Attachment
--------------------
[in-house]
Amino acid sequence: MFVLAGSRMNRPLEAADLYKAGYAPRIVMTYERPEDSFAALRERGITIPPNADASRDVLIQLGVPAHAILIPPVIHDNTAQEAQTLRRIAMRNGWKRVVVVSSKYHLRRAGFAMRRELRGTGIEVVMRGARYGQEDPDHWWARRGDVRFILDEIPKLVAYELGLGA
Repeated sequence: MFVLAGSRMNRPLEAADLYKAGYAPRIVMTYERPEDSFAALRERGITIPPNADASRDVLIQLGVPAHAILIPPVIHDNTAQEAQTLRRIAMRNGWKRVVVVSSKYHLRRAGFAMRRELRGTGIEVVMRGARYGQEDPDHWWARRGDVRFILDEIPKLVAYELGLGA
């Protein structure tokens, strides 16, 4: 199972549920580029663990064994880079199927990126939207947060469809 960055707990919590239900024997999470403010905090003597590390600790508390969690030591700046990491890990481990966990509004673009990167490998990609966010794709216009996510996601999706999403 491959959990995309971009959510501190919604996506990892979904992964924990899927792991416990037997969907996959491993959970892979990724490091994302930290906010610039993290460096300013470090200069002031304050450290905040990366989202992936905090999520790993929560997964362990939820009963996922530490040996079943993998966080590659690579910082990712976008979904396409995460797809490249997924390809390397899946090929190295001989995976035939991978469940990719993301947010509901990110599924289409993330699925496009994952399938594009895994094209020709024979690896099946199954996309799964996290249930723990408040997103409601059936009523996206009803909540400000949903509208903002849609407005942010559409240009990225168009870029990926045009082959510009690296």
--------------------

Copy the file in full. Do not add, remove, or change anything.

[in-house]
Amino acid sequence: MFVLAGSRMNRPLEAADLYKAGYAPRIVMTYERPEDSFAALRERGITIPPNADASRDVLIQLGVPAHAILIPPVIHDNTAQEAQTLRRIAMRNGWKRVVVVSSKYHLRRAGFAMRRELRGTGIEVVMRGARYGQEDPDHWWARRGDVRFILDEIPKLVAYELGLGA
Repeated sequence: MFVLAGSRMNRPLEAADLYKAGYAPRIVMTYERPEDSFAALRERGITIPPNADASRDVLIQLGVPAHAILIPPVIHDNTAQEAQTLRRIAMRNGWKRVVVVSSKYHLRRAGFAMRRELRGTGIEVVMRGARYGQEDPDHWWARRGDVRFILDEIPKLVAYELGLGA
């Protein structure tokens, strides 16, 4: 199972549920580029663990064994880079199927990126939207947060469809 960055707990919590239900024997999470403010905090003597590390600790508390969690030591700046990491890990481990966990509004673009990167490998990609966010794709216009996510996601999706999403 491959959990995309971009959510501190919604996506990892979904992964924990899927792991416990037997969907996959491993959970892979990724490091994302930290906010610039993290460096300013470090200069002031304050450290905040990366989202992936905090999520790993929560997964362990939820009963996922530490040996079943993998966080590659690579910082990712976008979904396409995460797809490249997924390809390397899946090929190295001989995976035939991978469940990719993301947010509901990110599924289409993330699925496009994952399938594009895994094209020709024979690896099946199954996309799964996290249930723990408040997103409601059936009523996206009803909540400000949903509208903002849609407005942010559409240009990225168009870029990926045009082959510009690296």